New Hires (Alphabetical Order)
Eric DeCosta, Ravens
Eric DeCosta has the unenviable task of taking over for one of the greatest decision makers in NFL history. Odds are, he will be no Ozzie Newsome. Thankfully for DeCosta, he is not coming in cold. A Ravens executive since the franchise’s founding in 1996, DeCosta logged years of service as Newsome’s right-hand man. This is not a reboot so much as a hand off. It still ended up a winter of transition, as DeCosta traded Joe Flacco, cut Eric Weddle, and let Terrell Suggs, C.J. Mosley and Za'Darius Smith depart. DeCosta has inherited a roster tethered to Lamar Jackson, a quarterback who has already been to the playoffs but struggled to complete passes in the process. DeCosta faces the twin tasks of keeping the defense stocked while building around Jackson’s unique skills. Aside from signing Earl Thomas, DeCosta had a quiet free agency. The draft was focused on acquiring weapons for Jackson. DeCosta’s initial plan is to fall back on Newsome’s depth and wait for Jackson to improve. That’s what Newsome would have done. Let’s see how it’s perceived when it’s DeCosta.
Adam Gase, Jets
Adam Gase knows a thing or two about power struggles. He arrived in New York via a Dolphins front office that was essentially a three-year Mexican standoff between himself, Mike Tannenbaum and Chris Grier. Although Gase lost in Miami, he applied what he learned in New York, quickly kneecapping Mike Maccagnan while “strategically detaching” himself from Gang Green’s draft and the Le’Veon Bell signing. Masterful. In less than six months, Gase has secured both absolute power and plausible deniability. So Gase can win a boardroom knife fight. Can he assemble a roster? The evidence from his time in Miami is scant. Gase’s teams did have a penchant for overachieving relative to low expectations, though he was also famous for feuding with his players. Gase’s executive career has thus far been one of someone who doesn’t get along with anybody. That might work if you’re as talented as Bill Belichick. If not, you better find some pretty good credit to claim. Gase will get that opportunity with a handpicked GM.
Mike Mayock, Raiders
The year is 1997. Reggie McKenzie is in the early days of what will eventually be more than a quarter century in NFL front offices. Mike Mayock? Working as a sideline reporter … for the NCAA tournament. Mayock played professional football … in 1983. Whereas McKenzie is an NFL lifer in every sense of the term, Mayock is a television personality, albeit one who reinvented himself as a respected draft guru. When it comes to basic cable mocks and player evaluation, Mayock was at the head of the pack. Will that translate to the wild world of real life GMing, a landscape dominated by sharks like Bill Belichick and growing increasingly sophisticated amidst the NFL’s numbers revolution? There are nine seasons left on Jon Gruden’s contract to find out. Which brings us to Gruden. Mayock is merely his bag man. Gruden is being paid $90 million through 2027 to dominate every facet of the Raiders’ organization. That he did in Year 1, except on the field, where his roster allowed the most points in the league while scoring the fifth fewest. Even if 60-year-old Mayock proves preternaturally gifted at his job, Gruden could still snuff out his potential. Whatever Mayock’s results, the process that resulted in his hiring was a Hail Mary from a perennially dysfunctional organization.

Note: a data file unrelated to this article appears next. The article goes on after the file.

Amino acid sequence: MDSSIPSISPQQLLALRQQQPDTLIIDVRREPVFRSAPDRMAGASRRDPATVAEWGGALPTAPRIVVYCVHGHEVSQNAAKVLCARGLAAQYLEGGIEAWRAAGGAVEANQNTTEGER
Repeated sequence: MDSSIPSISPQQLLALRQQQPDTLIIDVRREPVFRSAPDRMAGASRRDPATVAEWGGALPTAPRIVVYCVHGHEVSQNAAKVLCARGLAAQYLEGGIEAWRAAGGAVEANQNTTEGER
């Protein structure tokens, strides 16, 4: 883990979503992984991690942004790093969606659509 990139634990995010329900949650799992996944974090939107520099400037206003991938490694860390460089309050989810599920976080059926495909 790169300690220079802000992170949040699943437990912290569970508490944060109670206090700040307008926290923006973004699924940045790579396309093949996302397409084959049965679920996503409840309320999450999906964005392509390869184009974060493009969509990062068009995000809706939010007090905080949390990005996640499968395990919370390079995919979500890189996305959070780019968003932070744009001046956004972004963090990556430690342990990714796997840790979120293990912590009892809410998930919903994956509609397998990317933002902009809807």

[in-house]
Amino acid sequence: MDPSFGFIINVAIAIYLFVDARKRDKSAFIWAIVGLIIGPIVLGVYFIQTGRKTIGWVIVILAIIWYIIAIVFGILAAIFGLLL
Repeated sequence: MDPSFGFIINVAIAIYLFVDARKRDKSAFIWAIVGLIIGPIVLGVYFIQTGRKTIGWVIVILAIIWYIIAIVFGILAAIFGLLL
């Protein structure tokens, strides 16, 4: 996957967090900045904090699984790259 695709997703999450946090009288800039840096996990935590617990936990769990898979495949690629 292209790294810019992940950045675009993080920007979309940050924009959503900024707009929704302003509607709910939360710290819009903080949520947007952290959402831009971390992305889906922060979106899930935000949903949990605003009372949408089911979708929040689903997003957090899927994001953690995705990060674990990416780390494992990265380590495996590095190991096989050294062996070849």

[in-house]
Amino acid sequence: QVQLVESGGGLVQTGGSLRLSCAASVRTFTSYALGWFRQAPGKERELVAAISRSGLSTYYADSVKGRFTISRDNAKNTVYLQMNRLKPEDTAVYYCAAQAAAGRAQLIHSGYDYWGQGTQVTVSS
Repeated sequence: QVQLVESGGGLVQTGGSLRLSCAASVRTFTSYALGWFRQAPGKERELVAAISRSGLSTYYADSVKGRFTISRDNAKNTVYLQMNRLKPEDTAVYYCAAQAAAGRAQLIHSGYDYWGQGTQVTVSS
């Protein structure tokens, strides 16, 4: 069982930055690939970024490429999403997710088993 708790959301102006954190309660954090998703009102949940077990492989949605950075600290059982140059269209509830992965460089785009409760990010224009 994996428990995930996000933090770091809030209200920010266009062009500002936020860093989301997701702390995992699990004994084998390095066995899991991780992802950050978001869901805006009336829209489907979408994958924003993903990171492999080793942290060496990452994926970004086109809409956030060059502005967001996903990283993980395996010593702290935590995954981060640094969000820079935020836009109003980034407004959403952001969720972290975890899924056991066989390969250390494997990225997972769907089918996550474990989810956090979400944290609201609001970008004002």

Mike Maccagnan, Jets
Mike Maccagnan won 10 games his first year on the job. He has picked in the top six ever since. Gang Green is 24-40 (.375) on Maccagnan’s watch, but there is light at the end of the tunnel. Maccagnan needs it to become a fire if he’s to keep his job. He approached free agency as such, handing out huge contracts to C.J. Mosley, Le'Veon Bell and Jamison Crowder. It was a throwback to Maccagnan’s bank-breaking 2015 spending spree. The difference this time is, he has Sam Darnold at quarterback instead of Ryan Fitzpatrick. Maccagnan has assembled just enough building blocks on defense that Darnold might not have to carry all of the load as he tries to take a step forward in 2019. Maccagnan has been neither excellent nor terrible. He has been replacement level. That was enough to keep his job as the Jets tried to solve quarterback. It will be his undoing if Darnold’s rising tide doesn’t lift enough boats.